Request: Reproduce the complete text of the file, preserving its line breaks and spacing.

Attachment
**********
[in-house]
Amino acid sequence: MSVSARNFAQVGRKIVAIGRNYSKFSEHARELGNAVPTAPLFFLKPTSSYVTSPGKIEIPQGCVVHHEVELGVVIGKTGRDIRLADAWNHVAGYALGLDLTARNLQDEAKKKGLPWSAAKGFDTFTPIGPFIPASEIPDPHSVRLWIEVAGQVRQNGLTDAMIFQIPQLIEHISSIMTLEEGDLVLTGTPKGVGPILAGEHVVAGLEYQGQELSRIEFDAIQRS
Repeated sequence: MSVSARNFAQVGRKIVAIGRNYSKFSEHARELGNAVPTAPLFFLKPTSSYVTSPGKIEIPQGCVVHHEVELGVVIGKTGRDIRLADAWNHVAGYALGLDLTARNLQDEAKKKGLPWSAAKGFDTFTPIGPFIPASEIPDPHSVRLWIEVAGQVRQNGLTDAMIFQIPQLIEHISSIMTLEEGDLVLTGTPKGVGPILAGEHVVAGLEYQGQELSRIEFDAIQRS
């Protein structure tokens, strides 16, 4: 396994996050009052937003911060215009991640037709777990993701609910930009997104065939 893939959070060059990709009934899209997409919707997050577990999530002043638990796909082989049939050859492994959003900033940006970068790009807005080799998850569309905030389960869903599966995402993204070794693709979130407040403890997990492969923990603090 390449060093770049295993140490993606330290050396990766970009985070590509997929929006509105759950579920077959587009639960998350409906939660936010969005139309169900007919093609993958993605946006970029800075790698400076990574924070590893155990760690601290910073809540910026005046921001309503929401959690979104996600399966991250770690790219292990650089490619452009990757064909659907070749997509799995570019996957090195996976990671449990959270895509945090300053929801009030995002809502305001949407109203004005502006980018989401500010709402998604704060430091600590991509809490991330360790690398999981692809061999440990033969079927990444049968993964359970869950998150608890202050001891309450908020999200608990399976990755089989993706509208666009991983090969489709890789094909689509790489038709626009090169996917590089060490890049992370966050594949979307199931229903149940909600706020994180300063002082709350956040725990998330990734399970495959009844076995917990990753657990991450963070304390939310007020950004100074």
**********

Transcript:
[in-house]
Amino acid sequence: MSVSARNFAQVGRKIVAIGRNYSKFSEHARELGNAVPTAPLFFLKPTSSYVTSPGKIEIPQGCVVHHEVELGVVIGKTGRDIRLADAWNHVAGYALGLDLTARNLQDEAKKKGLPWSAAKGFDTFTPIGPFIPASEIPDPHSVRLWIEVAGQVRQNGLTDAMIFQIPQLIEHISSIMTLEEGDLVLTGTPKGVGPILAGEHVVAGLEYQGQELSRIEFDAIQRS
Repeated sequence: MSVSARNFAQVGRKIVAIGRNYSKFSEHARELGNAVPTAPLFFLKPTSSYVTSPGKIEIPQGCVVHHEVELGVVIGKTGRDIRLADAWNHVAGYALGLDLTARNLQDEAKKKGLPWSAAKGFDTFTPIGPFIPASEIPDPHSVRLWIEVAGQVRQNGLTDAMIFQIPQLIEHISSIMTLEEGDLVLTGTPKGVGPILAGEHVVAGLEYQGQELSRIEFDAIQRS
């Protein structure tokens, strides 16, 4: 396994996050009052937003911060215009991640037709777990993701609910930009997104065939 893939959070060059990709009934899209997409919707997050577990999530002043638990796909082989049939050859492994959003900033940006970068790009807005080799998850569309905030389960869903599966995402993204070794693709979130407040403890997990492969923990603090 390449060093770049295993140490993606330290050396990766970009985070590509997929929006509105759950579920077959587009639960998350409906939660936010969005139309169900007919093609993958993605946006970029800075790698400076990574924070590893155990760690601290910073809540910026005046921001309503929401959690979104996600399966991250770690790219292990650089490619452009990757064909659907070749997509799995570019996957090195996976990671449990959270895509945090300053929801009030995002809502305001949407109203004005502006980018989401500010709402998604704060430091600590991509809490991330360790690398999981692809061999440990033969079927990444049968993964359970869950998150608890202050001891309450908020999200608990399976990755089989993706509208666009991983090969489709890789094909689509790489038709626009090169996917590089060490890049992370966050594949979307199931229903149940909600706020994180300063002082709350956040725990998330990734399970495959009844076995917990990753657990991450963070304390939310007020950004100074």